Numerous NCAA Conferences Considering Making Freshmen Ineligible

Citing concerns that collegiate basketball players who leave school and enter the National Basketball Association (NBA, League) Draft after only one year do not receive a sufficient academic experience, several major college conferences have suggested plans to make freshmen ineligible for athletic competition. While no formal plans have been announced, officials from the Big Ten, Pacific 12, Big 12 and Athletic Coast Conferences have expressed their support for the action.

Under current NBA rules, players entering the draft must be at least 19 years old, and American players must be at least one year removed from high school. This rule was enacted in 2005, in response to the growing trend of players skipping college entirely and declaring themselves eligible for the draft immediately after high school. Once a player declares for the draft, he loses National Collegiate Athletic Association (NCAA) eligibility permanently. That is, players who leave school early only to go unselected in the draft are forbidden from returning to their college teams.

Under the current rules, most players qualify for the draft after their freshman basketball season. This has resulted in the "one-and-done" phenomenon, where top high school players enroll at universities fully expecting to stay for only one year. In fact, the top five picks in the 2014 NBA Draft were all only one year removed from high school.

As a result, university and conference officials contend that many of these purported student-athletes do not receive a meaningful education during their times on campus. In support of this argument, they point to numerous examples of freshmen basketball players dropping out of school before completing their spring semesters -- staying academically eligible only long enough to conclude the basketball season.

In the conferences' minds, a rule change making freshmen ineligible would virtually ensure that players stayed on campus for one extra year, because an NBA team would not risk drafting a player with no collegiate playing experience who has not played in a competitive game in over a year.

In reality, the conferences would prefer that the NBA amend its draft eligibility requirements to increase the League's age minimum. This, they argue, would virtually force college players to stay enrolled (and achieve sufficient grades to maintain their eligibilities) for at least another year, thereby affording them a more meaningful educational experience.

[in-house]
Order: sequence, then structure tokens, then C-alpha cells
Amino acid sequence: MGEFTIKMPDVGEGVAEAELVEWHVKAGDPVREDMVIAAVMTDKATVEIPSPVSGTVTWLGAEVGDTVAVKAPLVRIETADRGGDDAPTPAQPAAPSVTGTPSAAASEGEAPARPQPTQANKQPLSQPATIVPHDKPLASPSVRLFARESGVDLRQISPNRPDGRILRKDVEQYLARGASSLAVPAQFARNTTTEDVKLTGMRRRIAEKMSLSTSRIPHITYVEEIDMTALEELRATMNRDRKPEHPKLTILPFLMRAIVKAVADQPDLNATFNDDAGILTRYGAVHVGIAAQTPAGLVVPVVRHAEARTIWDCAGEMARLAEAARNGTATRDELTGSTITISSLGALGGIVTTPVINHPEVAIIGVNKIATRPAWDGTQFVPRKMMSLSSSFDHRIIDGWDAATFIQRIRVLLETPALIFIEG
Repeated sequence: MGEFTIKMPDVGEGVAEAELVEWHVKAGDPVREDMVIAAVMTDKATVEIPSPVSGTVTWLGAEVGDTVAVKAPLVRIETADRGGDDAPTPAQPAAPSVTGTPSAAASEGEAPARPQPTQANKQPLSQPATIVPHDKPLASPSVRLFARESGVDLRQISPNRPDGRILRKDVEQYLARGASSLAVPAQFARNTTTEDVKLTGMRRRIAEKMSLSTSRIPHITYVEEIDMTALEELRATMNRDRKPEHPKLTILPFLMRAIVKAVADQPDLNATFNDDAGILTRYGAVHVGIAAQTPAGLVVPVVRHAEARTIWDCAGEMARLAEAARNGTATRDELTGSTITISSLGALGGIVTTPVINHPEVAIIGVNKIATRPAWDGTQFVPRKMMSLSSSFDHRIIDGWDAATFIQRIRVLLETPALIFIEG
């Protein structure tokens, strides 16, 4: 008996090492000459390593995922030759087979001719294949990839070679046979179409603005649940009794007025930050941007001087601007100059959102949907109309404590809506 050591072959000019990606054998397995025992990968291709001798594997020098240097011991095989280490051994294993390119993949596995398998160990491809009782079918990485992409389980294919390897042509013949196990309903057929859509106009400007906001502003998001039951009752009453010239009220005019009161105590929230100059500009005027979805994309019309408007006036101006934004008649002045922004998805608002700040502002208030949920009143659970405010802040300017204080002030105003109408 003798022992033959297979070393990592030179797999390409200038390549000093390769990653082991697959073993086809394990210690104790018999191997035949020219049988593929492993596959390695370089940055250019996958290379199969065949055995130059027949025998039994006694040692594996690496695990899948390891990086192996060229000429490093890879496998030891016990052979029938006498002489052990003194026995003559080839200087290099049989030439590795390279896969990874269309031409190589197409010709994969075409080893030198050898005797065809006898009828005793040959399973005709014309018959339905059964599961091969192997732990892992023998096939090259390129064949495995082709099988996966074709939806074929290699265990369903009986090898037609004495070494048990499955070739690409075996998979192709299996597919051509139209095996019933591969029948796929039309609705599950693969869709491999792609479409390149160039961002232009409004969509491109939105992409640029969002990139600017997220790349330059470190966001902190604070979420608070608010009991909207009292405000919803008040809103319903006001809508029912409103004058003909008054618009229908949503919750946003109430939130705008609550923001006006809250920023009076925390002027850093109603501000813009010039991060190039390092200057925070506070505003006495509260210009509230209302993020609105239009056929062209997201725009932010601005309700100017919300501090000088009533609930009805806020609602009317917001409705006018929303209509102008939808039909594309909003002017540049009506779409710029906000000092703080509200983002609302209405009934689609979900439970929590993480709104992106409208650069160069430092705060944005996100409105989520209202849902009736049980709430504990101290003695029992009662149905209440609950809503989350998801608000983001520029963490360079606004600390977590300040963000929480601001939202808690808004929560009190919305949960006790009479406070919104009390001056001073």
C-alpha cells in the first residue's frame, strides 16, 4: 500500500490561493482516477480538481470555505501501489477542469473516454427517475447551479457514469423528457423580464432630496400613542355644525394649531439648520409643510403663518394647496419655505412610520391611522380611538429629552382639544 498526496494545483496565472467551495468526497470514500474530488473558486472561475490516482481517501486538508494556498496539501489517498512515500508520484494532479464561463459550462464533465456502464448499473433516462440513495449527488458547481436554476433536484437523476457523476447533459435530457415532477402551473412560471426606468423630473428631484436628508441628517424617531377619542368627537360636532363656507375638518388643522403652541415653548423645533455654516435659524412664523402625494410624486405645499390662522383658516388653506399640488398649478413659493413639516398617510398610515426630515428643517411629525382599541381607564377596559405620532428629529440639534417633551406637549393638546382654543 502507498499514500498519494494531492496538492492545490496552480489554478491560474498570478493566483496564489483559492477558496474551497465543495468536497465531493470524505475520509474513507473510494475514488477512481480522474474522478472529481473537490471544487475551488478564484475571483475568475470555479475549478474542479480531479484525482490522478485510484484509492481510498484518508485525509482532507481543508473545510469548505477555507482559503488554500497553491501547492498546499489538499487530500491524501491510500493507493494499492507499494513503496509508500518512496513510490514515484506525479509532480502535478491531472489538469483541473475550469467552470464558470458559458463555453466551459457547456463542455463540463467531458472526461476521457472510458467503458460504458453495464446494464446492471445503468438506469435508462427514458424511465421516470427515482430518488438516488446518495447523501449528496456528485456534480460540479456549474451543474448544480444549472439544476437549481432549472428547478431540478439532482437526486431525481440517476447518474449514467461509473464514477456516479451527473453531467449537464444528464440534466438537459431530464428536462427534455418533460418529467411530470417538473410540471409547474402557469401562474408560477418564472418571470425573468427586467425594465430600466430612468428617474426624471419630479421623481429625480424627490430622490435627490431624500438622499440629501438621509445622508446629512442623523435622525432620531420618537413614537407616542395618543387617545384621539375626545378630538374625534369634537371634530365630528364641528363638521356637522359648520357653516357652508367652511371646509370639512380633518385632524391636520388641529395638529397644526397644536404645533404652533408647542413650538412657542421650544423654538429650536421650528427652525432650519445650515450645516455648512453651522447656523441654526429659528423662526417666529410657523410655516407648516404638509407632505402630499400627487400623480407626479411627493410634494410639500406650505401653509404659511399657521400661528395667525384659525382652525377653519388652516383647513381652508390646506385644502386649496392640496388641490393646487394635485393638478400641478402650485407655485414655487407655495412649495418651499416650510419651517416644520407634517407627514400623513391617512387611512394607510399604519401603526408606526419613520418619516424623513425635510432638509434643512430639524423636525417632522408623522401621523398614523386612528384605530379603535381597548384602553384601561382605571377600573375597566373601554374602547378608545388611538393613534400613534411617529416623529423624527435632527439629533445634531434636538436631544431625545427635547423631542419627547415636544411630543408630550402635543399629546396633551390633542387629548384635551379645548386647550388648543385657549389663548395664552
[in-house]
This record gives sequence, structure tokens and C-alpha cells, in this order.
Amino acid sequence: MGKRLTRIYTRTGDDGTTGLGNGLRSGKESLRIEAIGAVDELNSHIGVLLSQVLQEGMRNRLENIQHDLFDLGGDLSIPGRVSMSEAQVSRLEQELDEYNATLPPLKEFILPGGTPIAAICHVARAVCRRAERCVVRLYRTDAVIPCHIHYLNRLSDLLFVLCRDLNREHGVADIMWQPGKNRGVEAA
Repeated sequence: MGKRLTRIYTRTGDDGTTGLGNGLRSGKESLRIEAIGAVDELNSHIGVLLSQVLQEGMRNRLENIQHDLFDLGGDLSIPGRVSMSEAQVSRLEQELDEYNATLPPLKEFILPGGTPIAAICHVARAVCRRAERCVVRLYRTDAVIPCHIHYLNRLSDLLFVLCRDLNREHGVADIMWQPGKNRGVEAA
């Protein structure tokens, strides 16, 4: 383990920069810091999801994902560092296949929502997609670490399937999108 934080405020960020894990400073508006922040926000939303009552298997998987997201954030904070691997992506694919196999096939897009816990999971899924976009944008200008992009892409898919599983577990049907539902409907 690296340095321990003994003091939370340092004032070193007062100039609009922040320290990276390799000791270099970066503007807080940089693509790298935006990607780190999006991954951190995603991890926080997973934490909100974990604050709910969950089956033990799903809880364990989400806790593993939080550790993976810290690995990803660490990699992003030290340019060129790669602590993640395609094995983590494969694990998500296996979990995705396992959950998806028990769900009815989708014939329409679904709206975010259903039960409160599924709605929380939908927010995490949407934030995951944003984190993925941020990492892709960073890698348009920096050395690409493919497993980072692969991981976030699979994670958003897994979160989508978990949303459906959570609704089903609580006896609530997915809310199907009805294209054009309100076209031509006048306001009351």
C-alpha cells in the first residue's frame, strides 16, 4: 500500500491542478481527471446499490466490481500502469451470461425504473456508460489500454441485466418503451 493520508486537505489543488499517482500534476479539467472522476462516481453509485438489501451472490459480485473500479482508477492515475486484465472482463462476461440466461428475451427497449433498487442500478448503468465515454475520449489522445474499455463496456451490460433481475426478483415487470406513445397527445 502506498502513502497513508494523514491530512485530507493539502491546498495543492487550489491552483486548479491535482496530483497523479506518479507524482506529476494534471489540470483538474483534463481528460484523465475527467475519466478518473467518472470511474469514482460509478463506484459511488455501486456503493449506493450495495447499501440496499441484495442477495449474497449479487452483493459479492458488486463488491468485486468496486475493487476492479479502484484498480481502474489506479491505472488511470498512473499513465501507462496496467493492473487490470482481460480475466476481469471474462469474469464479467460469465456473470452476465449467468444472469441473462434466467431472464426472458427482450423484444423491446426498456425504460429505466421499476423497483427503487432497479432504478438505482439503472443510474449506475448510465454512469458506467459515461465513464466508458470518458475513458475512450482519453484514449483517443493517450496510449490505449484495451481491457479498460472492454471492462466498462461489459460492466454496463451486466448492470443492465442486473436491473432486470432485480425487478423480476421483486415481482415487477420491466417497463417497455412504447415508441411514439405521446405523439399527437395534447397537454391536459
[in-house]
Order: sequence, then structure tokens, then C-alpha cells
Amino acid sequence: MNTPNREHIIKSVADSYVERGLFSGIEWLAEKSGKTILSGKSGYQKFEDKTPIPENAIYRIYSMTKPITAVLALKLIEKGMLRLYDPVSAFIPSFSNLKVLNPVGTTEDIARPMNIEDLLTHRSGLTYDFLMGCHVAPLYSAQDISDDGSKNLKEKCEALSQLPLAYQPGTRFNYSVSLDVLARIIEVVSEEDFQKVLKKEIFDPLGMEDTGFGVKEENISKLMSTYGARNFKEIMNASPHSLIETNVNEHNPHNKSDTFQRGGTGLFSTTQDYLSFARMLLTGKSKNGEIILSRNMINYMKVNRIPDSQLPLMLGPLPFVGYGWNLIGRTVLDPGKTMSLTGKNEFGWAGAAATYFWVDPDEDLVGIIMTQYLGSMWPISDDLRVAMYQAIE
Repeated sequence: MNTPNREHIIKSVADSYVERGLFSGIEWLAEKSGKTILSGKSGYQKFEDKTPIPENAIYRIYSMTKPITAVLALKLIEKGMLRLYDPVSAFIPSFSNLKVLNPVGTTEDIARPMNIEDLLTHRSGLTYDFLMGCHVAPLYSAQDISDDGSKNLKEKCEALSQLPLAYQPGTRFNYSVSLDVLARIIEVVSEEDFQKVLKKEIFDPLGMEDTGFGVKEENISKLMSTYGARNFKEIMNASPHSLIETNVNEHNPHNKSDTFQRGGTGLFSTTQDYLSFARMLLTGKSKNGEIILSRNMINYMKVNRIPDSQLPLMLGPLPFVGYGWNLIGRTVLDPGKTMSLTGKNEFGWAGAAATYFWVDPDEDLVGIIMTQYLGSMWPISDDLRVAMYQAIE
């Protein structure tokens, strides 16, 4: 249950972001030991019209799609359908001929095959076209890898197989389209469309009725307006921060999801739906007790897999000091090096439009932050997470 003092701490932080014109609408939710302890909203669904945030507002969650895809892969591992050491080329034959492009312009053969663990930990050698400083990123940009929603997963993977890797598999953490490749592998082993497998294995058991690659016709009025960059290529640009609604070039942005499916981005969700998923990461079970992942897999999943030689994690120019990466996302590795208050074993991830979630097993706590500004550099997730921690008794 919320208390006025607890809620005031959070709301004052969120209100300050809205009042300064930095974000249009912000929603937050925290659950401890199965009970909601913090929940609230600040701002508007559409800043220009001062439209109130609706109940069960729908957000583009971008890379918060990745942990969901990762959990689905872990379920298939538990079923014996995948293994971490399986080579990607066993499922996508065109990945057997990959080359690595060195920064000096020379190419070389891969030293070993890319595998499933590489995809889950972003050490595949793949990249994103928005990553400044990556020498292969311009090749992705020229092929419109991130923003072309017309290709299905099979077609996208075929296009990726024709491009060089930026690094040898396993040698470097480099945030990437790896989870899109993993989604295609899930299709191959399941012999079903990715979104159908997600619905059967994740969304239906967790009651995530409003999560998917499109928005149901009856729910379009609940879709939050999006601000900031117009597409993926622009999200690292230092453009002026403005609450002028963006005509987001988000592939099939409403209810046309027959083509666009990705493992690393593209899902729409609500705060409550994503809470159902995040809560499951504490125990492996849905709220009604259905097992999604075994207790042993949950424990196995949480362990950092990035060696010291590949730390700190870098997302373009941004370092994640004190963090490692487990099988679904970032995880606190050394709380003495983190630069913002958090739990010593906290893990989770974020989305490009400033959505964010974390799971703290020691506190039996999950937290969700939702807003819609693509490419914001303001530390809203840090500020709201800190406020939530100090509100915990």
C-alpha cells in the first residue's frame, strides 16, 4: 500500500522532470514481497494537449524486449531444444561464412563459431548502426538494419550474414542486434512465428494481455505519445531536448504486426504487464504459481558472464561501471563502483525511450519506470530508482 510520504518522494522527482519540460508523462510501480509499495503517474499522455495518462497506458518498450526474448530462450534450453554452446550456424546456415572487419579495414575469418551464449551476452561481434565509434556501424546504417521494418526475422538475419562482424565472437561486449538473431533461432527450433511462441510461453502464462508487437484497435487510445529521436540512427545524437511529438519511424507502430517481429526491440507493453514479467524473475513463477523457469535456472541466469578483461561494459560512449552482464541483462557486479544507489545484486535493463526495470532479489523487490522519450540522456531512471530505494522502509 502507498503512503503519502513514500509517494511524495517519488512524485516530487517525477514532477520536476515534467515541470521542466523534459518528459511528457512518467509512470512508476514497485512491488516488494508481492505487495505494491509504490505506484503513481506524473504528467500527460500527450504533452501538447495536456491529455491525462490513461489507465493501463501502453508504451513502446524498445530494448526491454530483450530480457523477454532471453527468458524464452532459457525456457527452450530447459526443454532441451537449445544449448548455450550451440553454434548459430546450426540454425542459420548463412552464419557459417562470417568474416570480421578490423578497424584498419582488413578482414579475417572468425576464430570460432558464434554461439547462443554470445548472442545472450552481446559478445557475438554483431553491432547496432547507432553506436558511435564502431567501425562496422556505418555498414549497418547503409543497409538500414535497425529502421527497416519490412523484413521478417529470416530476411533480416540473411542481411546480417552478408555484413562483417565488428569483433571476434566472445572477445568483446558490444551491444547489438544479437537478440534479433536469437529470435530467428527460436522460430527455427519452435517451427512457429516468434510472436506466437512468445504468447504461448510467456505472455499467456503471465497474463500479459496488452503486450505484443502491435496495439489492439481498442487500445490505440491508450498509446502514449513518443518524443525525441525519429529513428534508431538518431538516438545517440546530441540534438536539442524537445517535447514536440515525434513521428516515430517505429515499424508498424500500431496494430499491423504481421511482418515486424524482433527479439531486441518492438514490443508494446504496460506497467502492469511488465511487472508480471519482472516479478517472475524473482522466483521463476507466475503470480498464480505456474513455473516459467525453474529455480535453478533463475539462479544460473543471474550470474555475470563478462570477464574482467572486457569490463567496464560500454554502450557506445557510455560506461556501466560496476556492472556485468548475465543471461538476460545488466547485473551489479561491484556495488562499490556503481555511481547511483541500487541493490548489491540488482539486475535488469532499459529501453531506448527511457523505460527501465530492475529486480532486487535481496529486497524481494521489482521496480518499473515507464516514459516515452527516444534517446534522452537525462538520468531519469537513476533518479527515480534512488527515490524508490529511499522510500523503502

Either way, the conferences have made clear that they believe collegiate athletes would be better served by remaining in school for a longer time. According to Pacific 12 Commissioner Larry Scott, "It would make sure freshmen have time to make ties, socially adapt, and academically be going to classes and obtaining appropriate grades to stay eligible."

In lieu of the NBA changing its rule, the conferences appear ready to take action. While there has been no official proposal as of yet, officials have indicated that a "national discussion" on the topic is in the works.


Manhattan Court Upholds Landmarks Commission Decision Banning Addition to Underground Railroad House

The Manhattan Appellate Division of the State Supreme Court has upheld city officials' denial of a real estate developer's plan to add a story to a prominent stop on the Underground Railroad.

Back in 2005, the New York City Building Department approved developer Tony Mamounas' plan to add an addition to a house he owned in Chelsea. Four years later, however, officials revoked the permit after an inspection revealed that the project did not meet fire safety codes. Soon thereafter, the New York City Landmark Preservation Commission designated the building as a landmark, citing its vital role as a shelter for escaped slaves in the nineteenth century. On appeal, the Board of Standards and Appeals (Board) determined that the addition required the Landmark Preservation Commission's approval, despite the fact that it had been proposed prior to the house's landmark designation.

Mr. Mamounas then sued the city. This week, the Appellate Division upheld the Board's ruling. A spokesman for the city's Law Department said that he was pleased with the court's ruling that the Board's "determination regarding the development of this historic site was proper, rational and not arbitrary."


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This page contains a single entry from the blog posted on February 28, 2015 8:46 PM.